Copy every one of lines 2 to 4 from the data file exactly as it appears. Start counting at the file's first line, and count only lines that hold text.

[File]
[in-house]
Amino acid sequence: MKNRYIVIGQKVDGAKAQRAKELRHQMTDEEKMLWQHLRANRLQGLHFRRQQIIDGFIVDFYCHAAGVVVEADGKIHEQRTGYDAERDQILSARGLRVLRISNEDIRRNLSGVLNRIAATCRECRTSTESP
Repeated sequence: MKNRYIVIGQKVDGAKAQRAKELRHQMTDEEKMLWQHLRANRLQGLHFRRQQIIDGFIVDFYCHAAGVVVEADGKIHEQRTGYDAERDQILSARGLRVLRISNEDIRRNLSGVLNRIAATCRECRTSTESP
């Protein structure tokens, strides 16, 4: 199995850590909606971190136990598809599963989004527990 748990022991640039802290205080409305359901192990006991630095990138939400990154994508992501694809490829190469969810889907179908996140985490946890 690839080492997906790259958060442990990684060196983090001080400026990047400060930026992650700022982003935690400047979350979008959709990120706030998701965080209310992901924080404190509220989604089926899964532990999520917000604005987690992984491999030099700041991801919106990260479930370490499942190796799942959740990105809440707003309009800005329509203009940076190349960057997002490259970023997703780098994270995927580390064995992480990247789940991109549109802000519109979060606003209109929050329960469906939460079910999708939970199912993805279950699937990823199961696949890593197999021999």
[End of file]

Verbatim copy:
Amino acid sequence: MKNRYIVIGQKVDGAKAQRAKELRHQMTDEEKMLWQHLRANRLQGLHFRRQQIIDGFIVDFYCHAAGVVVEADGKIHEQRTGYDAERDQILSARGLRVLRISNEDIRRNLSGVLNRIAATCRECRTSTESP
Repeated sequence: MKNRYIVIGQKVDGAKAQRAKELRHQMTDEEKMLWQHLRANRLQGLHFRRQQIIDGFIVDFYCHAAGVVVEADGKIHEQRTGYDAERDQILSARGLRVLRISNEDIRRNLSGVLNRIAATCRECRTSTESP
């Protein structure tokens, strides 16, 4: 199995850590909606971190136990598809599963989004527990 748990022991640039802290205080409305359901192990006991630095990138939400990154994508992501694809490829190469969810889907179908996140985490946890 690839080492997906790259958060442990990684060196983090001080400026990047400060930026992650700022982003935690400047979350979008959709990120706030998701965080209310992901924080404190509220989604089926899964532990999520917000604005987690992984491999030099700041991801919106990260479930370490499942190796799942959740990105809440707003309009800005329509203009940076190349960057997002490259970023997703780098994270995927580390064995992480990247789940991109549109802000519109979060606003209109929050329960469906939460079910999708939970199912993805279950699937990823199961696949890593197999021999």